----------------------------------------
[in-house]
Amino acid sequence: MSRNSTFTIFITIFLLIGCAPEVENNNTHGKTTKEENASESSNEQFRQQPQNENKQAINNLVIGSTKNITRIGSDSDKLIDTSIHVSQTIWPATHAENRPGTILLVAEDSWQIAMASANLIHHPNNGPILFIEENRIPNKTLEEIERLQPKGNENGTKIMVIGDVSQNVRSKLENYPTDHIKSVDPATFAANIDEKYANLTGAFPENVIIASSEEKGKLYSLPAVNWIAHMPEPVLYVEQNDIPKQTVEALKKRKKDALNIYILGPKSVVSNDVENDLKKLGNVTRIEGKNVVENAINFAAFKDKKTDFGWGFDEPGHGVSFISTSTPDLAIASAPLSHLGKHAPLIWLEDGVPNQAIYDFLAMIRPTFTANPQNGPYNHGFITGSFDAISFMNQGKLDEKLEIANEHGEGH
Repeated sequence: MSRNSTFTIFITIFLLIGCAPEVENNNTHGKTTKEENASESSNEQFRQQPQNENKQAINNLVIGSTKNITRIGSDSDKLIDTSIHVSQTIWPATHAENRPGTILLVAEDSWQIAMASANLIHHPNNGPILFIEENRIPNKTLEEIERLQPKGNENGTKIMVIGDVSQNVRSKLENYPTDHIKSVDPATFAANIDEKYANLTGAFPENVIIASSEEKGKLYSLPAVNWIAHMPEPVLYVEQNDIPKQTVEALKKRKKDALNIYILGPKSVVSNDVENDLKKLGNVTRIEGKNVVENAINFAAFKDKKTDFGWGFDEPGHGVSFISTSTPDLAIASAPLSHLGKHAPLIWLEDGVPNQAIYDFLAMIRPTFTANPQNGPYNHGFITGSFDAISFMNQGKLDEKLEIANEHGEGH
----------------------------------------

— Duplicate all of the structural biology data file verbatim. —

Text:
[in-house]
Amino acid sequence: MSRNSTFTIFITIFLLIGCAPEVENNNTHGKTTKEENASESSNEQFRQQPQNENKQAINNLVIGSTKNITRIGSDSDKLIDTSIHVSQTIWPATHAENRPGTILLVAEDSWQIAMASANLIHHPNNGPILFIEENRIPNKTLEEIERLQPKGNENGTKIMVIGDVSQNVRSKLENYPTDHIKSVDPATFAANIDEKYANLTGAFPENVIIASSEEKGKLYSLPAVNWIAHMPEPVLYVEQNDIPKQTVEALKKRKKDALNIYILGPKSVVSNDVENDLKKLGNVTRIEGKNVVENAINFAAFKDKKTDFGWGFDEPGHGVSFISTSTPDLAIASAPLSHLGKHAPLIWLEDGVPNQAIYDFLAMIRPTFTANPQNGPYNHGFITGSFDAISFMNQGKLDEKLEIANEHGEGH
Repeated sequence: MSRNSTFTIFITIFLLIGCAPEVENNNTHGKTTKEENASESSNEQFRQQPQNENKQAINNLVIGSTKNITRIGSDSDKLIDTSIHVSQTIWPATHAENRPGTILLVAEDSWQIAMASANLIHHPNNGPILFIEENRIPNKTLEEIERLQPKGNENGTKIMVIGDVSQNVRSKLENYPTDHIKSVDPATFAANIDEKYANLTGAFPENVIIASSEEKGKLYSLPAVNWIAHMPEPVLYVEQNDIPKQTVEALKKRKKDALNIYILGPKSVVSNDVENDLKKLGNVTRIEGKNVVENAINFAAFKDKKTDFGWGFDEPGHGVSFISTSTPDLAIASAPLSHLGKHAPLIWLEDGVPNQAIYDFLAMIRPTFTANPQNGPYNHGFITGSFDAISFMNQGKLDEKLEIANEHGEGH